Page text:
I’ll keep an eye out for updates on this project and other happenings in the Bishops Corner area. Many West Hartford residents (and Town Council members) want to know what’s going on, but there is currently a lack of public information available.

9 thoughts on “Bishops Corner Redevelopment Update

  1. Wonderful Report!
    Although we are just dying to know what Edens and Avant is going to do.
    Well Done!

  2. Thanks for the report, Amy. It’s interesting to get a preview of one of the smaller-scale developments at this general location, compared to what is likely to come in the near future.

    I’m a little disappointed that the proposed site plan doesn’t bring the structure closer to the street edge to aid in making the area more walkable. That is the trend in form-based zoning code these days, and it’s what is making Blue Back Square a relatively pedestrian friendly place (on the sliding scale of walkable places in West Hartford). The site appears to be very auto-oriented. I hope that’s not a sign of things to come at Bishop’s Corner overall, which could use a total reorganization of its approach to parking and how people on foot (or bike, for that matter) are meant to get around.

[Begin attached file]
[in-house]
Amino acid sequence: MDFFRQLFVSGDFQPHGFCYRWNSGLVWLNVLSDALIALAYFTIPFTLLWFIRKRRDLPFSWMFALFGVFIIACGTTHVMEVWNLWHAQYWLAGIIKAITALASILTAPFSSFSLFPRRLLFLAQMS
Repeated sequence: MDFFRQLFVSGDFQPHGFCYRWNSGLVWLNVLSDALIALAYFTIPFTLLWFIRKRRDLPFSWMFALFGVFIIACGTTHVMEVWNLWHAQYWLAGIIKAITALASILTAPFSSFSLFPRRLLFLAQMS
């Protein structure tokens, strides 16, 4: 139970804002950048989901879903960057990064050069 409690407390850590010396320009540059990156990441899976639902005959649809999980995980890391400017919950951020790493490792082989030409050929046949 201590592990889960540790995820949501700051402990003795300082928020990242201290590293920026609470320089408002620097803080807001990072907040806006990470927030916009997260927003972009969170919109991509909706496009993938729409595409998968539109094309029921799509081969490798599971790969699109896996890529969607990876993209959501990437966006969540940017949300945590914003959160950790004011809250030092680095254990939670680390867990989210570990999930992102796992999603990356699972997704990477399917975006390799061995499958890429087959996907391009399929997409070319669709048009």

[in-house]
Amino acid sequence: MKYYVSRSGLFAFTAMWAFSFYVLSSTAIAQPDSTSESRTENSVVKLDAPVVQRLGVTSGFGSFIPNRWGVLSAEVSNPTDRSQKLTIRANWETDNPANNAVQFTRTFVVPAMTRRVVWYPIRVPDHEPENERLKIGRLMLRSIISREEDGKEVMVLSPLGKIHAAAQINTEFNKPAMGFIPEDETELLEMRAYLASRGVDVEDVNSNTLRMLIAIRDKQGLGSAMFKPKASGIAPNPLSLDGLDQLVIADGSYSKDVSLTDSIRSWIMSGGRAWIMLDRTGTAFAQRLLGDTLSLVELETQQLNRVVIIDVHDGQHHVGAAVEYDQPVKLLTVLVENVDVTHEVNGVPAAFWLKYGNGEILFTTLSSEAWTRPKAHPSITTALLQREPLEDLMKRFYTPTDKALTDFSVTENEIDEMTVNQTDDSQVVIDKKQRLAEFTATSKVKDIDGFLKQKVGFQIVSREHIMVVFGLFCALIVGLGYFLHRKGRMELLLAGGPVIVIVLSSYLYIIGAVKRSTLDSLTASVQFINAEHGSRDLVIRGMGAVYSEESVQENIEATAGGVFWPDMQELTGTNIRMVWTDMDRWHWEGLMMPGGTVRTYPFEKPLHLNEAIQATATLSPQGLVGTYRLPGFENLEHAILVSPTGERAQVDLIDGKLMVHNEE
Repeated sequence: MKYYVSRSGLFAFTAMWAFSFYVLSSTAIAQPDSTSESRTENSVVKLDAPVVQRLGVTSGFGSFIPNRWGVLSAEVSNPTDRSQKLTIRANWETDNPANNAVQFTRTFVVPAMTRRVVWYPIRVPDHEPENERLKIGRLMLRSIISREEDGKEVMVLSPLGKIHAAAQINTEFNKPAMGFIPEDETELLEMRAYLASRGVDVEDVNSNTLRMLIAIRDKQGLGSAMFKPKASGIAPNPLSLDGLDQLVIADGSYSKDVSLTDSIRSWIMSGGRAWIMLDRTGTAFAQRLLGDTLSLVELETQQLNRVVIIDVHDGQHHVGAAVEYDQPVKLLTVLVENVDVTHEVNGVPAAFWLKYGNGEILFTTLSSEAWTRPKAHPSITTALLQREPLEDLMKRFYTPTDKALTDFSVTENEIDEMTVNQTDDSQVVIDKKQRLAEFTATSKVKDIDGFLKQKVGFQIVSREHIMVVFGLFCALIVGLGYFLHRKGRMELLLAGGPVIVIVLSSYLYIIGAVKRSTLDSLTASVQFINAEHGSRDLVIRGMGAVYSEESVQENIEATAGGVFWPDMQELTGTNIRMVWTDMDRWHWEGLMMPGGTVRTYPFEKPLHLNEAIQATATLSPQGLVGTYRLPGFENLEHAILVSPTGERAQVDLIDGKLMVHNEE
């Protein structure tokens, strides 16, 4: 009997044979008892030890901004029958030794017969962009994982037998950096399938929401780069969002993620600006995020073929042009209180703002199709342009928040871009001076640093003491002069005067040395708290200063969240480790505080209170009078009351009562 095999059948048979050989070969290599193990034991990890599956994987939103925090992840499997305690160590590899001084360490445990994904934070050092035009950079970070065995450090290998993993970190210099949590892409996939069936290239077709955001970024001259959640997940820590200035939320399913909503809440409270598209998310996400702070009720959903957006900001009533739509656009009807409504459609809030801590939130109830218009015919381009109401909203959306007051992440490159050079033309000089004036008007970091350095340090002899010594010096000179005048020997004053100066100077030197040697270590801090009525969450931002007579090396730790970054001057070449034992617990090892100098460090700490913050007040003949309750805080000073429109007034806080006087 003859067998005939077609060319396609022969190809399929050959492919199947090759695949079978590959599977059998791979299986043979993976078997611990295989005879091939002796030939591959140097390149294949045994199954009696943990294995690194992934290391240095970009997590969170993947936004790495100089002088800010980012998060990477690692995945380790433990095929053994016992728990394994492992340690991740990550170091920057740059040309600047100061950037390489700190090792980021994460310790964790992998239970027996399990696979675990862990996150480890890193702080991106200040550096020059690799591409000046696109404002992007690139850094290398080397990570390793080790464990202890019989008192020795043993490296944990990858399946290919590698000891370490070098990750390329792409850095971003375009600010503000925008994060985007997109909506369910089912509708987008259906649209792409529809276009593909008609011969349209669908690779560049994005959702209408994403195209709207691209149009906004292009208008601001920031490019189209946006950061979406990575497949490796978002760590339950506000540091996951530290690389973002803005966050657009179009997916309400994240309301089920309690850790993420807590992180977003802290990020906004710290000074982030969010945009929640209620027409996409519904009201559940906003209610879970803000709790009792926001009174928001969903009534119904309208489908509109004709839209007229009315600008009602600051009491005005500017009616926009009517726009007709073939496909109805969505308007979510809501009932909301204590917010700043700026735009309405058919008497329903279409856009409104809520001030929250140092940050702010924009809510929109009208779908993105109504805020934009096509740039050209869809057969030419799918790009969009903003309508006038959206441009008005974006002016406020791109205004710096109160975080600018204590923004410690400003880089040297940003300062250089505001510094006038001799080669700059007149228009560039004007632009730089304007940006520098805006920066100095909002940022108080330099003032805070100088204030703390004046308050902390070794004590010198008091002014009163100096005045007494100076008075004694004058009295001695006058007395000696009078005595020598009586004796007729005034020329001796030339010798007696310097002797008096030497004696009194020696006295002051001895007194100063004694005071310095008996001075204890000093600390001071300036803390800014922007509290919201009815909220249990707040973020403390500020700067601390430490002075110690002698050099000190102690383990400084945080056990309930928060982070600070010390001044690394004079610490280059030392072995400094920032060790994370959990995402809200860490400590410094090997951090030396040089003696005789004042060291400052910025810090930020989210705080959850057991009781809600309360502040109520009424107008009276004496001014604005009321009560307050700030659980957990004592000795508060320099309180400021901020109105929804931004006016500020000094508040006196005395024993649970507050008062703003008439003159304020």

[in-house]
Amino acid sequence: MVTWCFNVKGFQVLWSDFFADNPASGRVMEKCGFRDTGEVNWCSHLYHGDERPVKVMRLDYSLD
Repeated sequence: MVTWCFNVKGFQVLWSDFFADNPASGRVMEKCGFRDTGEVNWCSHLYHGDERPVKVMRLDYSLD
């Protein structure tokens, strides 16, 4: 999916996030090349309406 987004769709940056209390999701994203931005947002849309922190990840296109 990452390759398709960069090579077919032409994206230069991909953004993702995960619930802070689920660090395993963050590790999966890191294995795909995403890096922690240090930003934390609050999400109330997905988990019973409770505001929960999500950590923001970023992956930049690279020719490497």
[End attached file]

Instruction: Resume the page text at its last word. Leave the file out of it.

3. They did talk about the walkability of it. They very much want to put in sidewalks and make it more walkable, but something was mentioned about DOT owning the land and it would have to be approved by them. I’m not sure what the outcome will be.